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Columns

  • Time to take a more vocal role

    By Marion County Superintendent Taylor Schlosser

    For months, I’ve listened during Local Planning Committee (LPC) meetings, providing input when asked, but primarily allowing the LPC to work through its process. As most are aware, I am a member of the LPC, but I am not a voting member.

    At the most recent LPC meeting, I felt it was time to take a more vocal role -- there is certainly plenty to say.

  • Old-fashioned neighborliness on Sallie Ray Pike

    When I reminisce about my childhood, I immediately think about the little brick house I grew up in on Sallie Ray Pike in Raywick.

    I made so many memories there with my mom, dad, twin sister, family pets, neighbors and my extended family – the Lee family. My twin sister, Rachel, and I made many trips to and from Donnie and Linda Lee’s house to see their daughters, Trena, Michelle and Dana. They were the very best babysitters a set of twin girls could ever have.

    My childhood on Sallie Ray Pike was ideal. Or, at least, that’s how I remember it.

  • First impressions

    I started thumbing through the archived editions of the Enterprise recently, looking for something specific, and I soon found myself enthralled in so many interesting stories, photos and opinions. It’s so neat to go back and look at what this community was like, specifically during the eight years my dad, Steve Lowery, was editor/general manager at this newspaper.

  • Committees hear testimony on child welfare, state finances and more

    By State Rep. Brandon Reed

    I spent most of last week at the capitol building as interim joint committees met to hear from agencies and members of the public about state programs. I have mentioned before how valuable these meetings can be as we prepare for the 2020 regular session. These committees spend time closely examining issues that may come before the General Assembly and are critical to understanding legislation I may have to vote on during the 2020 legislative session.

  • Final thoughts before I leave Marion County

    Dear Marion County, I would like to thank you for being such a welcoming home to me this past year and a half. 

    I have accepted a new job, which is a big adventure, with the Army in Fort Campbell, Kentucky. I will be writing for their newspaper and covering the military story. If you remember, I got my start as a journalist interning for the U.S. Army, so this will be a huge honor to return to. My last day at The Enterprise was yesterday.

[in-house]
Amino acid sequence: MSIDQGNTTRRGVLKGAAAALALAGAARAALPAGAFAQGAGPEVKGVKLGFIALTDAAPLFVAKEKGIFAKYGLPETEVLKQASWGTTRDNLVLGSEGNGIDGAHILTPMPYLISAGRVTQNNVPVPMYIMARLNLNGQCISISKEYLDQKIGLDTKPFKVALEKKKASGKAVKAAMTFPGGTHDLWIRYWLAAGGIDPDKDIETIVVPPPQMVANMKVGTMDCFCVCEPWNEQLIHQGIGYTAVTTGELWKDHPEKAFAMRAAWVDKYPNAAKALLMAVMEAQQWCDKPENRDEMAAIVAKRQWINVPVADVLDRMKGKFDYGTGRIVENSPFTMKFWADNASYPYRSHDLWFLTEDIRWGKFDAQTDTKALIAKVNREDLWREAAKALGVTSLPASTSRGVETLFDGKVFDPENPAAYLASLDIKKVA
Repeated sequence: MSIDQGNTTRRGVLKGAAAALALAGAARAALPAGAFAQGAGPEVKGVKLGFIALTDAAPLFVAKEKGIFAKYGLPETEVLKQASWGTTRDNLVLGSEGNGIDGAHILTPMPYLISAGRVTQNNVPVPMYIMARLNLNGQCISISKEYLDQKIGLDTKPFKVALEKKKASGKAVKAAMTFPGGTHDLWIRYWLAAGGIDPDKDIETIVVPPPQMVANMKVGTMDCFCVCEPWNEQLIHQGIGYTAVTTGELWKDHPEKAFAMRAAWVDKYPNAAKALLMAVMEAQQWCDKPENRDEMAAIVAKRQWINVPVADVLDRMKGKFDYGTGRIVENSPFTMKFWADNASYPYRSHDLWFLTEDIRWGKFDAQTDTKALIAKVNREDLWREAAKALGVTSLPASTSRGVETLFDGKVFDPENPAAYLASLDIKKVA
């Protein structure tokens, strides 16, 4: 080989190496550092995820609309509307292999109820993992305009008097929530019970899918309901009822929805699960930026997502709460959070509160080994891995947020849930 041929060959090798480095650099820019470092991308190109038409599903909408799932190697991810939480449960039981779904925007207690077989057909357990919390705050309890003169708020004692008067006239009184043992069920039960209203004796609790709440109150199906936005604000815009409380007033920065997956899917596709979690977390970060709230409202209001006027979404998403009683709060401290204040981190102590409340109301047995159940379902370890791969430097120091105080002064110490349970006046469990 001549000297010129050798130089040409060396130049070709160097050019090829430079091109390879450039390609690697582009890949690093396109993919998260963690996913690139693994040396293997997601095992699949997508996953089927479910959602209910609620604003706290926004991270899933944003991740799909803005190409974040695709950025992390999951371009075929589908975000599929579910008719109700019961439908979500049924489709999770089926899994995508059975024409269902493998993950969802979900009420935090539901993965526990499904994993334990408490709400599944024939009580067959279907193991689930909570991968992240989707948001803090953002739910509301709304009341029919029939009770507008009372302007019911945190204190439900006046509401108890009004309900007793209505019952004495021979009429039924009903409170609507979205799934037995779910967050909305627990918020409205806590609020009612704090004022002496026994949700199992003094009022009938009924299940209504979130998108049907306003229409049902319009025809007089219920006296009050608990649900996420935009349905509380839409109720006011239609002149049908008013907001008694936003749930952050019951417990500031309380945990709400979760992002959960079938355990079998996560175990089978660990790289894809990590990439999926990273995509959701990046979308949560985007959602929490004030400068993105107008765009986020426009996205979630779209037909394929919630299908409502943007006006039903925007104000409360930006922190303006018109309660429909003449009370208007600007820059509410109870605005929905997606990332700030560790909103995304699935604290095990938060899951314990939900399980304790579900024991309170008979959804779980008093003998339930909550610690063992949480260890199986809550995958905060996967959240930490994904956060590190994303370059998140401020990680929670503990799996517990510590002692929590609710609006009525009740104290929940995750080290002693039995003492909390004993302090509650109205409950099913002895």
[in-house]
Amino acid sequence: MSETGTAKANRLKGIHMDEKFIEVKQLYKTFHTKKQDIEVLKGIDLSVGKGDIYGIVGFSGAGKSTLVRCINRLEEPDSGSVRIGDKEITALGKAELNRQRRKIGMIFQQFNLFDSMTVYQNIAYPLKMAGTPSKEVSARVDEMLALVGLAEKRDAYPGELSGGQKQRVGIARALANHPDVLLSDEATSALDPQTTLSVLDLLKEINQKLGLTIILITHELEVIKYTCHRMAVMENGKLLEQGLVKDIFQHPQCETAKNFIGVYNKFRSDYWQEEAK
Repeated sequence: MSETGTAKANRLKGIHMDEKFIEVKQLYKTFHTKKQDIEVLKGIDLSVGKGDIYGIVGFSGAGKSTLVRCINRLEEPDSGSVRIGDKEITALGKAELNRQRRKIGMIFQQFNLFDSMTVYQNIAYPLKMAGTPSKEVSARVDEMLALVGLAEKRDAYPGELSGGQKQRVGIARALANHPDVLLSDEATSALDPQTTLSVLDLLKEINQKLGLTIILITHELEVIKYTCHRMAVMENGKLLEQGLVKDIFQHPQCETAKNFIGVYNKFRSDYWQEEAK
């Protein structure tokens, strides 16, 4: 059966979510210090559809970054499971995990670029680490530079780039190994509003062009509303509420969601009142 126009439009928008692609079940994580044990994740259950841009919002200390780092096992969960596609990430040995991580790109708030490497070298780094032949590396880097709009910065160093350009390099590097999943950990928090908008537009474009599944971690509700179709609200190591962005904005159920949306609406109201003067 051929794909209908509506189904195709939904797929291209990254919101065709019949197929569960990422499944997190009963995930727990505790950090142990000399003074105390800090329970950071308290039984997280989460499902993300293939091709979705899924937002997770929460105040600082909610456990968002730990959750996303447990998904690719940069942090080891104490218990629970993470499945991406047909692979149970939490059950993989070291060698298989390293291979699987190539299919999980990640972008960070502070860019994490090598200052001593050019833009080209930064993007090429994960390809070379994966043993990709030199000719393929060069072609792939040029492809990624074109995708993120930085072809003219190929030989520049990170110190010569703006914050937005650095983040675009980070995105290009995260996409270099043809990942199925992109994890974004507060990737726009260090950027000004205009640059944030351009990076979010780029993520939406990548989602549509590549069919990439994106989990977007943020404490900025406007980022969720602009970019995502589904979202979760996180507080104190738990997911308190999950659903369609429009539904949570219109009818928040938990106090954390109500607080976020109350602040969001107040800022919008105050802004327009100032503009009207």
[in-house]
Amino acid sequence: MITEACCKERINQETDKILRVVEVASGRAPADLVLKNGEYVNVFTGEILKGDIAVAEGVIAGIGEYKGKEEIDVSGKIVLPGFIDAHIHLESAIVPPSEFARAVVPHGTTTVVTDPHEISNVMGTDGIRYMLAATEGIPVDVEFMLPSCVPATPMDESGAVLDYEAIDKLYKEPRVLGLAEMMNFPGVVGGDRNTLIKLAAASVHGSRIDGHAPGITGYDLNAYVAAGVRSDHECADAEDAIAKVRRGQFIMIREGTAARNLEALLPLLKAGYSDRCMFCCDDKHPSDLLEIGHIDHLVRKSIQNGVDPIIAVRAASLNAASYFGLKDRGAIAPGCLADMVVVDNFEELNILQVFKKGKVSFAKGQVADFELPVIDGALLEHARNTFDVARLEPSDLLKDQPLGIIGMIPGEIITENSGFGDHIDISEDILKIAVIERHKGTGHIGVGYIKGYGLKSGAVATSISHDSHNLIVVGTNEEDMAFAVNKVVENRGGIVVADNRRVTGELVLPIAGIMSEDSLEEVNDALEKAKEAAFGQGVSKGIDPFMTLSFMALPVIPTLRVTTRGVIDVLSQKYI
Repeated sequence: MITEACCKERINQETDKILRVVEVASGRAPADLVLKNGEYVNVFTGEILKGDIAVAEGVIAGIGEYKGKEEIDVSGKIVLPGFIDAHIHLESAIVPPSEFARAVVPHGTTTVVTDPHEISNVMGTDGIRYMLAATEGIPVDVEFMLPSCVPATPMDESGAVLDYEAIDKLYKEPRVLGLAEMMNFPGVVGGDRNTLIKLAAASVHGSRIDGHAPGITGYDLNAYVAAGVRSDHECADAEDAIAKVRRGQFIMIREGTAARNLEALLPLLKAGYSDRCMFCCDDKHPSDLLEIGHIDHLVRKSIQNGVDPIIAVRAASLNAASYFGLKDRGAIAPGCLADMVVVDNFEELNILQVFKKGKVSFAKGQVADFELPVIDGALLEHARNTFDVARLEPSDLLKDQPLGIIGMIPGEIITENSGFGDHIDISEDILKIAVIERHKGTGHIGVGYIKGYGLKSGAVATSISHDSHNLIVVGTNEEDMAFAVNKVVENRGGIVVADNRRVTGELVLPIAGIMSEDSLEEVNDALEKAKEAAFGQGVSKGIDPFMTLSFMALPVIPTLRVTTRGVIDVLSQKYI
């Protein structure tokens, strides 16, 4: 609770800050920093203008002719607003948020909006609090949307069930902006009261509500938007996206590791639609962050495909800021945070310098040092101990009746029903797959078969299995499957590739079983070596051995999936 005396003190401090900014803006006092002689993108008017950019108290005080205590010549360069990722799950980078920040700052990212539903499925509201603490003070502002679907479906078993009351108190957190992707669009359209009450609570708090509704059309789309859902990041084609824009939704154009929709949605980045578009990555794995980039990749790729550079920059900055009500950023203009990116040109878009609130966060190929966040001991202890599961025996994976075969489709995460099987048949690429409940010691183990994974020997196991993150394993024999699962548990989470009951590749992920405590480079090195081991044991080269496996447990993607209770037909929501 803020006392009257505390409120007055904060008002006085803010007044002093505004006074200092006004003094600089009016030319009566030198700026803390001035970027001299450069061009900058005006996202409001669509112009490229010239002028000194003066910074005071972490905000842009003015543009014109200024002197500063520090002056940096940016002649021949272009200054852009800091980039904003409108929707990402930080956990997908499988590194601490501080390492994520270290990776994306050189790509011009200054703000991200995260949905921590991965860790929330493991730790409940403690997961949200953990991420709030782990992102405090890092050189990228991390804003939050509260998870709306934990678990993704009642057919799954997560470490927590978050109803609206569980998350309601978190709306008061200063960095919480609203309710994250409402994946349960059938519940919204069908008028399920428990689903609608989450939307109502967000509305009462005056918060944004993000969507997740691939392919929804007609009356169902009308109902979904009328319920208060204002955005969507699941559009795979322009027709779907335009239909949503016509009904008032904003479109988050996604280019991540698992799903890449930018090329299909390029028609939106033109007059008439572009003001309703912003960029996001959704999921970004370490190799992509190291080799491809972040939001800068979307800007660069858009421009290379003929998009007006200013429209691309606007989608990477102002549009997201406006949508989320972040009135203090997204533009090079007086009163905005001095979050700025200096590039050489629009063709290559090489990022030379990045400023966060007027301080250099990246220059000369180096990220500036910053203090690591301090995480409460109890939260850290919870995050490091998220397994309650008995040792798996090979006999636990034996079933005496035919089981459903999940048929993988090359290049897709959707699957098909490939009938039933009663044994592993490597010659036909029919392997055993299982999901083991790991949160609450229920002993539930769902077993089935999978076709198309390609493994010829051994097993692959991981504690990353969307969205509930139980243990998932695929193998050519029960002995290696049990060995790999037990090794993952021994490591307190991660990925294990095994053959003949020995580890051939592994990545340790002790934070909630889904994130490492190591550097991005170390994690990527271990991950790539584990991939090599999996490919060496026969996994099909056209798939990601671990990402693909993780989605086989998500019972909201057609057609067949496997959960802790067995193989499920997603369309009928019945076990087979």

• When life throws you a change up

     July 7 marked my 17th year working at The Lebanon Enterprise.

    I know it’s such a cliché, but time truly does fly. I can’t believe I’ve been working at the newspaper for nearly two decades. 

    Imagine how my coworkers, Eva Jo Nugent and Mary May, feel having worked at the newspaper for 41 years.

    We are a rare breed.

  • Good luck, Emily

     Around Thanksgiving 2017, Publisher Stevie Lowery told us that she had a young lady interested in taking the job as our reporter at The Lebanon Enterprise. She said she had just graduated college and that she and her mom were coming for a visit. By January 2018, she was hired and began a career in community journalism.

  • Lebanon Elementary School’s students, parents could face a heavy burden

     As the time for a final recommendation to the Kentucky Department of Education by the Local Planning Committee will soon be upon us, I find myself still desiring the answer to a number of questions. Following is a partial list of some of those questions coming to mind:

    • Have students of Calvary Elementary and Lebanon Elementary been in the discussions?

    • Have parents, guardians, God parents and grandparents been considered in the recommendation?

    • Are greater hardships being placed on students of one school over another?

  • When did we become like this?

     “When did we become like this?” my friend was referring to the mass shootings in Dayton, Ohio, and El Paso, Texas.

    We had been reminiscing about college days, “way back when.” We couldn’t help but compare that era to where we are today, and recent events prompted the question. 

  • Country mouse and city mouse

    Remember visiting a farm or being around piglets just a few weeks after they were born? They soon venture out of the pen and go everywhere with an enthusiastic curiosity. Children find them almost irresistible to approach and sometimes befriend. If Aesop doesn’t mind, for this story the country mouse will be Mr. Mc and the city mouse Mr. Jones. And let’s include a collie for good measure.